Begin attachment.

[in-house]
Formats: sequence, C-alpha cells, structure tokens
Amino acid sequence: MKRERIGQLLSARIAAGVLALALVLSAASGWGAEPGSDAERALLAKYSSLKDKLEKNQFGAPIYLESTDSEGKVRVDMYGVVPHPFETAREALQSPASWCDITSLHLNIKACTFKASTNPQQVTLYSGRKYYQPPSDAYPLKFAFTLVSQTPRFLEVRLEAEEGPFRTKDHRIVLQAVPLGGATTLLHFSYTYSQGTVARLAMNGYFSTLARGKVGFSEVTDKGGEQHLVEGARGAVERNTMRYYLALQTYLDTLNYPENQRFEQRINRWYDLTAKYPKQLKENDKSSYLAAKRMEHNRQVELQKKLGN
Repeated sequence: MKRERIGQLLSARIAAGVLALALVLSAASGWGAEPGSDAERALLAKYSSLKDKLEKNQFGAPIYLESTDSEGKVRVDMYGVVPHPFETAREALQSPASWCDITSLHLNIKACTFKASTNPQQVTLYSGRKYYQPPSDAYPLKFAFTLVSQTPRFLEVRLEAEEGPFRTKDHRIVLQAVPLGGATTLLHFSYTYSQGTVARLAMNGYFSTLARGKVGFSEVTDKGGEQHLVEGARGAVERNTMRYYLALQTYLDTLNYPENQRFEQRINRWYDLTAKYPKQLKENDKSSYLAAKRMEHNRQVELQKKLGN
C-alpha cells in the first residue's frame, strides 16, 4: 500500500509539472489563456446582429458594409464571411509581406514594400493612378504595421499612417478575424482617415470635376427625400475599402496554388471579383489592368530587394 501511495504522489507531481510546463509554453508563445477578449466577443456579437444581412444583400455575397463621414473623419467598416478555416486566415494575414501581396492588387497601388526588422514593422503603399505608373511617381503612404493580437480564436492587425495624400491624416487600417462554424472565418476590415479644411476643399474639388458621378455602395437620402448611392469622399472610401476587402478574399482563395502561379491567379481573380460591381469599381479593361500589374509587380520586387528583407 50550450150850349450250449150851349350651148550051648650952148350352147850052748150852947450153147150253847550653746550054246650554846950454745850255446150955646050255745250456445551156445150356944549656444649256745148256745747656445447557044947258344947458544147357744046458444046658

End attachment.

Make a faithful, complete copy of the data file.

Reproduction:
[in-house]
Formats: sequence, C-alpha cells, structure tokens
Amino acid sequence: MKRERIGQLLSARIAAGVLALALVLSAASGWGAEPGSDAERALLAKYSSLKDKLEKNQFGAPIYLESTDSEGKVRVDMYGVVPHPFETAREALQSPASWCDITSLHLNIKACTFKASTNPQQVTLYSGRKYYQPPSDAYPLKFAFTLVSQTPRFLEVRLEAEEGPFRTKDHRIVLQAVPLGGATTLLHFSYTYSQGTVARLAMNGYFSTLARGKVGFSEVTDKGGEQHLVEGARGAVERNTMRYYLALQTYLDTLNYPENQRFEQRINRWYDLTAKYPKQLKENDKSSYLAAKRMEHNRQVELQKKLGN
Repeated sequence: MKRERIGQLLSARIAAGVLALALVLSAASGWGAEPGSDAERALLAKYSSLKDKLEKNQFGAPIYLESTDSEGKVRVDMYGVVPHPFETAREALQSPASWCDITSLHLNIKACTFKASTNPQQVTLYSGRKYYQPPSDAYPLKFAFTLVSQTPRFLEVRLEAEEGPFRTKDHRIVLQAVPLGGATTLLHFSYTYSQGTVARLAMNGYFSTLARGKVGFSEVTDKGGEQHLVEGARGAVERNTMRYYLALQTYLDTLNYPENQRFEQRINRWYDLTAKYPKQLKENDKSSYLAAKRMEHNRQVELQKKLGN
C-alpha cells in the first residue's frame, strides 16, 4: 500500500509539472489563456446582429458594409464571411509581406514594400493612378504595421499612417478575424482617415470635376427625400475599402496554388471579383489592368530587394 501511495504522489507531481510546463509554453508563445477578449466577443456579437444581412444583400455575397463621414473623419467598416478555416486566415494575414501581396492588387497601388526588422514593422503603399505608373511617381503612404493580437480564436492587425495624400491624416487600417462554424472565418476590415479644411476643399474639388458621378455602395437620402448611392469622399472610401476587402478574399482563395502561379491567379481573380460591381469599381479593361500589374509587380520586387528583407 50550450150850349450250449150851349350651148550051648650952148350352147850052748150852947450153147150253847550653746550054246650554846950454745850255446150955646050255745250456445551156445150356944549656444649256745148256745747656445447557044947258344947458544147357744046458444046658